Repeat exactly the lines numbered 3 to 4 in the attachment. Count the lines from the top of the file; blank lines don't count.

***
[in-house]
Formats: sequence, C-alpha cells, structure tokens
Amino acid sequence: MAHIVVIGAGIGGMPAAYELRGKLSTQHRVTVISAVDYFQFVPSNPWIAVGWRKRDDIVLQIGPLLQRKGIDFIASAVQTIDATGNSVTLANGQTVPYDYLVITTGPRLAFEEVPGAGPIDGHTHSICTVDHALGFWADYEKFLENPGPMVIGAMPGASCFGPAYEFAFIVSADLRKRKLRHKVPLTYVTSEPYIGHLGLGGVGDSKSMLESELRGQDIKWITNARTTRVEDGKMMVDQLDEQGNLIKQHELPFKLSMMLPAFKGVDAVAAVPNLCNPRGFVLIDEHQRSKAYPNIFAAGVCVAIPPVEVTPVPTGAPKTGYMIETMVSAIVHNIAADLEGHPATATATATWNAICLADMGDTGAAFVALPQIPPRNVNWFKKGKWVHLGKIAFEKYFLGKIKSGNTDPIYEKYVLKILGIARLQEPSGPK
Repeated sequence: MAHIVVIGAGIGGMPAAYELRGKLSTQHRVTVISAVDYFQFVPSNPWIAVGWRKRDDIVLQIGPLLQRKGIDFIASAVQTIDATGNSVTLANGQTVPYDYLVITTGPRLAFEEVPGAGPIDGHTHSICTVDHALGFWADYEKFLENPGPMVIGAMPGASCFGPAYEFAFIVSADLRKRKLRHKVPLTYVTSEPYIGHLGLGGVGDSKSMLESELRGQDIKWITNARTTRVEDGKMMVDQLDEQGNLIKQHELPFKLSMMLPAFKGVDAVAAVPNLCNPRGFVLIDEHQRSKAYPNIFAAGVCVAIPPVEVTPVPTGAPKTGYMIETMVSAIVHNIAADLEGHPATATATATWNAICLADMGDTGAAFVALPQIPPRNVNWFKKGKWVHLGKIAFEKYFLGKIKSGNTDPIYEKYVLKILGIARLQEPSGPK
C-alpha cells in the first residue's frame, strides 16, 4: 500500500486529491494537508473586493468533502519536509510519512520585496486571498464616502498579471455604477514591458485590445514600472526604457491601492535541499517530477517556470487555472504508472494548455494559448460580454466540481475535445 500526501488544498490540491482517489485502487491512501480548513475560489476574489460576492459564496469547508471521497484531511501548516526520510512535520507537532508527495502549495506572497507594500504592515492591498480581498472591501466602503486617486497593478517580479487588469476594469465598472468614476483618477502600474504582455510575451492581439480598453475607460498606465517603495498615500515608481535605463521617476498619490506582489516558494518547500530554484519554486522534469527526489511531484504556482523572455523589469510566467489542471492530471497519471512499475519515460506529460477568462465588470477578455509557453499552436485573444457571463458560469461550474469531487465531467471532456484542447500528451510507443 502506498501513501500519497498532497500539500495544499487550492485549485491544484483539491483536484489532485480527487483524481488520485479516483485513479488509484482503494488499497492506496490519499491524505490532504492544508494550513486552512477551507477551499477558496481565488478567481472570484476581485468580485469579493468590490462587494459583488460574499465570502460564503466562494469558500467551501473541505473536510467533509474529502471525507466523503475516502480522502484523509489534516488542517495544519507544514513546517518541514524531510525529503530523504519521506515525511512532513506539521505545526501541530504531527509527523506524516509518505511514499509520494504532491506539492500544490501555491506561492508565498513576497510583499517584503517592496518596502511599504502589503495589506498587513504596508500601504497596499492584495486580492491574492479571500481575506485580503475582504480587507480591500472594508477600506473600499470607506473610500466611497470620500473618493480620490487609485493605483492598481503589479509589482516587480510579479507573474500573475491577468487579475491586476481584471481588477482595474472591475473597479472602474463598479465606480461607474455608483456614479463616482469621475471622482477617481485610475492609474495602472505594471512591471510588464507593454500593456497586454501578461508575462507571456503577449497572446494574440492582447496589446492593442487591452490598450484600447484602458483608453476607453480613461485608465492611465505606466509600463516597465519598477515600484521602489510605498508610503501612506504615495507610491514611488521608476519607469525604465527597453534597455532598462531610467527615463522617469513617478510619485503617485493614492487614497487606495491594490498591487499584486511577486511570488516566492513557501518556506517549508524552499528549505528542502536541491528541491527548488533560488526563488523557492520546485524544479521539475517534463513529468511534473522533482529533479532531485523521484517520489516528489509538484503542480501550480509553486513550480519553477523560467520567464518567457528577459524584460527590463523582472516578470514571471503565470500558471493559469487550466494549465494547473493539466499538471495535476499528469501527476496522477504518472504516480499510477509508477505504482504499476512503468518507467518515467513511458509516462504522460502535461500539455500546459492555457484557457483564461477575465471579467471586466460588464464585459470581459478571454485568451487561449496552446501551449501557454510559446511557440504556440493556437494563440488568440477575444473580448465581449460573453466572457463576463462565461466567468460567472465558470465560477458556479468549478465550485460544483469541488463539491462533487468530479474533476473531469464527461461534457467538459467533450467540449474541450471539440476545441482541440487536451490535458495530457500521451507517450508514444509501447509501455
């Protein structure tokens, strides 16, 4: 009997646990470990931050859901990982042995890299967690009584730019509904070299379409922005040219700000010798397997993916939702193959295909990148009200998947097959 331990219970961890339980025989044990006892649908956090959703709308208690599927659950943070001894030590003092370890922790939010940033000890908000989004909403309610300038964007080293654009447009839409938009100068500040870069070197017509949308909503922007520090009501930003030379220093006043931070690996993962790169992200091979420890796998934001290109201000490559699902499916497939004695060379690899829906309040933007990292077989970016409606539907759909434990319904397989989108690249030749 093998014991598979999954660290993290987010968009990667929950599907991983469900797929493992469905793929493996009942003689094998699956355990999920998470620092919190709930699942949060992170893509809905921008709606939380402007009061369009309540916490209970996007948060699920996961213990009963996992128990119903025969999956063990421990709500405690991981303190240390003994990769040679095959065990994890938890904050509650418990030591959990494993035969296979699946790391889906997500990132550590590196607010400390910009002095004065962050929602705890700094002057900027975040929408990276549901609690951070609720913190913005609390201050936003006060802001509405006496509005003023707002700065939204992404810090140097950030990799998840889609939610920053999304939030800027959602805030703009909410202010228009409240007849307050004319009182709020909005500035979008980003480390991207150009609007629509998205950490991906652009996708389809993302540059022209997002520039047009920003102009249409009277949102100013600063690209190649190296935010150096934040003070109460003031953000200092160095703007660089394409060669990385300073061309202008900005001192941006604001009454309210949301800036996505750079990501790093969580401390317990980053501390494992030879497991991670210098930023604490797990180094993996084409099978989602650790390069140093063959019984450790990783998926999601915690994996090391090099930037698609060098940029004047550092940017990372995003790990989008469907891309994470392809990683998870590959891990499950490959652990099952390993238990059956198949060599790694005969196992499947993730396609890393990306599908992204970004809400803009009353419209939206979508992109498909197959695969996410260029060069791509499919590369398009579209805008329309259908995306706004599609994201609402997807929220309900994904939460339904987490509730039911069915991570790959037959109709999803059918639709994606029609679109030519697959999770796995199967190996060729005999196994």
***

Amino acid sequence: MAHIVVIGAGIGGMPAAYELRGKLSTQHRVTVISAVDYFQFVPSNPWIAVGWRKRDDIVLQIGPLLQRKGIDFIASAVQTIDATGNSVTLANGQTVPYDYLVITTGPRLAFEEVPGAGPIDGHTHSICTVDHALGFWADYEKFLENPGPMVIGAMPGASCFGPAYEFAFIVSADLRKRKLRHKVPLTYVTSEPYIGHLGLGGVGDSKSMLESELRGQDIKWITNARTTRVEDGKMMVDQLDEQGNLIKQHELPFKLSMMLPAFKGVDAVAAVPNLCNPRGFVLIDEHQRSKAYPNIFAAGVCVAIPPVEVTPVPTGAPKTGYMIETMVSAIVHNIAADLEGHPATATATATWNAICLADMGDTGAAFVALPQIPPRNVNWFKKGKWVHLGKIAFEKYFLGKIKSGNTDPIYEKYVLKILGIARLQEPSGPK
Repeated sequence: MAHIVVIGAGIGGMPAAYELRGKLSTQHRVTVISAVDYFQFVPSNPWIAVGWRKRDDIVLQIGPLLQRKGIDFIASAVQTIDATGNSVTLANGQTVPYDYLVITTGPRLAFEEVPGAGPIDGHTHSICTVDHALGFWADYEKFLENPGPMVIGAMPGASCFGPAYEFAFIVSADLRKRKLRHKVPLTYVTSEPYIGHLGLGGVGDSKSMLESELRGQDIKWITNARTTRVEDGKMMVDQLDEQGNLIKQHELPFKLSMMLPAFKGVDAVAAVPNLCNPRGFVLIDEHQRSKAYPNIFAAGVCVAIPPVEVTPVPTGAPKTGYMIETMVSAIVHNIAADLEGHPATATATATWNAICLADMGDTGAAFVALPQIPPRNVNWFKKGKWVHLGKIAFEKYFLGKIKSGNTDPIYEKYVLKILGIARLQEPSGPK